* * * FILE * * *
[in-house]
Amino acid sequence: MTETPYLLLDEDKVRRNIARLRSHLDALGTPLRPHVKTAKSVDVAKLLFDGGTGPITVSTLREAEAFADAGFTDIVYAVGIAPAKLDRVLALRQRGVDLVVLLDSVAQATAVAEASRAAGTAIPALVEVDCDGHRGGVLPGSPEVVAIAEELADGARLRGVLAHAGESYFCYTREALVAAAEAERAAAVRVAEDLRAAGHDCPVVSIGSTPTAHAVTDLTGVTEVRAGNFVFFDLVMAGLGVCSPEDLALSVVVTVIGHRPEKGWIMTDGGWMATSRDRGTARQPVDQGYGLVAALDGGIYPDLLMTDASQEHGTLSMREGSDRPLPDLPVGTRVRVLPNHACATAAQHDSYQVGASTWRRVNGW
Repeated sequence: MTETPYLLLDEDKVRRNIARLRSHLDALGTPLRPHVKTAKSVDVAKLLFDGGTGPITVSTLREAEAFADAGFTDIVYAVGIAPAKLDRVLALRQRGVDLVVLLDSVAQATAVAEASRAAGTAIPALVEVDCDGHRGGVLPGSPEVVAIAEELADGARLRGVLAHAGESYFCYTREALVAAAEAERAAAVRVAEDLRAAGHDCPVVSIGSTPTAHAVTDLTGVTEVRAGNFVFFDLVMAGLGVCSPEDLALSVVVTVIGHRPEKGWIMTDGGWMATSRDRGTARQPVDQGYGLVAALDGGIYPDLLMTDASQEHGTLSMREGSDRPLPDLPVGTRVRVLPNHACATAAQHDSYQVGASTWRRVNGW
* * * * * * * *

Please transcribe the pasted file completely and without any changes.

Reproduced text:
[in-house]
Amino acid sequence: MTETPYLLLDEDKVRRNIARLRSHLDALGTPLRPHVKTAKSVDVAKLLFDGGTGPITVSTLREAEAFADAGFTDIVYAVGIAPAKLDRVLALRQRGVDLVVLLDSVAQATAVAEASRAAGTAIPALVEVDCDGHRGGVLPGSPEVVAIAEELADGARLRGVLAHAGESYFCYTREALVAAAEAERAAAVRVAEDLRAAGHDCPVVSIGSTPTAHAVTDLTGVTEVRAGNFVFFDLVMAGLGVCSPEDLALSVVVTVIGHRPEKGWIMTDGGWMATSRDRGTARQPVDQGYGLVAALDGGIYPDLLMTDASQEHGTLSMREGSDRPLPDLPVGTRVRVLPNHACATAAQHDSYQVGASTWRRVNGW
Repeated sequence: MTETPYLLLDEDKVRRNIARLRSHLDALGTPLRPHVKTAKSVDVAKLLFDGGTGPITVSTLREAEAFADAGFTDIVYAVGIAPAKLDRVLALRQRGVDLVVLLDSVAQATAVAEASRAAGTAIPALVEVDCDGHRGGVLPGSPEVVAIAEELADGARLRGVLAHAGESYFCYTREALVAAAEAERAAAVRVAEDLRAAGHDCPVVSIGSTPTAHAVTDLTGVTEVRAGNFVFFDLVMAGLGVCSPEDLALSVVVTVIGHRPEKGWIMTDGGWMATSRDRGTARQPVDQGYGLVAALDGGIYPDLLMTDASQEHGTLSMREGSDRPLPDLPVGTRVRVLPNHACATAAQHDSYQVGASTWRRVNGW